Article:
The Latin form of the Greek Βάκχος, a surname or epithet of Dionysus. The name Bacchus originated in the fifth century BCE and refers to the loud cries with which Dionysus was worshiped at the Dionysiac mysteries, the so-called orgia. This form of worship turned into occasions for licentiousness and intoxication and became popular in Rome around 200 BCE. The Dionysiac mysteries in Rome, called the Bacchanalia, became increasingly extreme whereupon the Roman Senate decided to prohibit them in 186 BCE. Even though they were officially suppressed, illicit Bacchanals persisted, particularly in southern Italy.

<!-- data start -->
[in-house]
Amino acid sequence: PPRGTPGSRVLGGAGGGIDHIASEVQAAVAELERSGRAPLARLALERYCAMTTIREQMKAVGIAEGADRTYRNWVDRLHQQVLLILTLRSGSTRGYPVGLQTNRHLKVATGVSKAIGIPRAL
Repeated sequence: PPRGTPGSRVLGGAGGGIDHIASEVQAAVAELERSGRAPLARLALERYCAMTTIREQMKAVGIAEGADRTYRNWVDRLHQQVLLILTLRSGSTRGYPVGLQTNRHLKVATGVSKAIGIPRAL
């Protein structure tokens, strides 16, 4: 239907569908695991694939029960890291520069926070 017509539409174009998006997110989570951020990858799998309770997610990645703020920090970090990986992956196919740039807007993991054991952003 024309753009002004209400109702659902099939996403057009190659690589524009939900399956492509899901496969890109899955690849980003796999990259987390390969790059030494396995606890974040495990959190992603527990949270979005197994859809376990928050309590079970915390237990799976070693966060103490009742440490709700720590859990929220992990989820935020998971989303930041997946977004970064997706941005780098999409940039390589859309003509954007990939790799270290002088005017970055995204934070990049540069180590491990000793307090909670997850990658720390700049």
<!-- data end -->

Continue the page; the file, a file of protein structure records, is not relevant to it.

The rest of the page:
Through his association with festivals and entertainment, Bacchus also became a god of the theater.

It should be noted that Livy, who is the principle Roman source on the Bacchanalia, offers a rather biased and unlikely account of the Bacchanals.



  • Aken, Dr. A.R.A. van. (1961). Elseviers Mythologische Encyclopedie. Amsterdam: Elsevier.
  • Bulfinch, Thomas. (1898). The Age of Fable. Philadelphia: David McKay, p. 306. Livy. The History of Rome v, 39. Murray, Alexander S. (1935). Manual of Mythology. New York: Tudor, pp. 16, 86, 128.